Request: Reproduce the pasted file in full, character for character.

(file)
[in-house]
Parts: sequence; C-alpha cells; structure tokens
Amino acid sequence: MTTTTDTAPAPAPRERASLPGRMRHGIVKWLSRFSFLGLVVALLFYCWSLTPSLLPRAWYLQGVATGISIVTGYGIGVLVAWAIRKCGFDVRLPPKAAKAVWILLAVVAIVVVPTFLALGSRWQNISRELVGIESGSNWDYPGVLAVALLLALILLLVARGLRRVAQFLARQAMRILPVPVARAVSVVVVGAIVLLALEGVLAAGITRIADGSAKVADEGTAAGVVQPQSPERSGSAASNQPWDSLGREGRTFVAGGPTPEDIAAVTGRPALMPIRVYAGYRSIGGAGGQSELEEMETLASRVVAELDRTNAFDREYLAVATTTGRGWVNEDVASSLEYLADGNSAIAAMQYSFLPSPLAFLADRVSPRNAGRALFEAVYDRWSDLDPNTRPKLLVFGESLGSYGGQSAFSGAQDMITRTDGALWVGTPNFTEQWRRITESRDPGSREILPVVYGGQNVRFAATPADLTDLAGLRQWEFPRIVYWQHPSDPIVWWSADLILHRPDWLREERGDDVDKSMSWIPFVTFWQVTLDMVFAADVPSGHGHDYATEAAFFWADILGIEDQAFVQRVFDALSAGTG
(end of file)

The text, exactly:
[in-house]
Parts: sequence; C-alpha cells; structure tokens
Amino acid sequence: MTTTTDTAPAPAPRERASLPGRMRHGIVKWLSRFSFLGLVVALLFYCWSLTPSLLPRAWYLQGVATGISIVTGYGIGVLVAWAIRKCGFDVRLPPKAAKAVWILLAVVAIVVVPTFLALGSRWQNISRELVGIESGSNWDYPGVLAVALLLALILLLVARGLRRVAQFLARQAMRILPVPVARAVSVVVVGAIVLLALEGVLAAGITRIADGSAKVADEGTAAGVVQPQSPERSGSAASNQPWDSLGREGRTFVAGGPTPEDIAAVTGRPALMPIRVYAGYRSIGGAGGQSELEEMETLASRVVAELDRTNAFDREYLAVATTTGRGWVNEDVASSLEYLADGNSAIAAMQYSFLPSPLAFLADRVSPRNAGRALFEAVYDRWSDLDPNTRPKLLVFGESLGSYGGQSAFSGAQDMITRTDGALWVGTPNFTEQWRRITESRDPGSREILPVVYGGQNVRFAATPADLTDLAGLRQWEFPRIVYWQHPSDPIVWWSADLILHRPDWLREERGDDVDKSMSWIPFVTFWQVTLDMVFAADVPSGHGHDYATEAAFFWADILGIEDQAFVQRVFDALSAGTG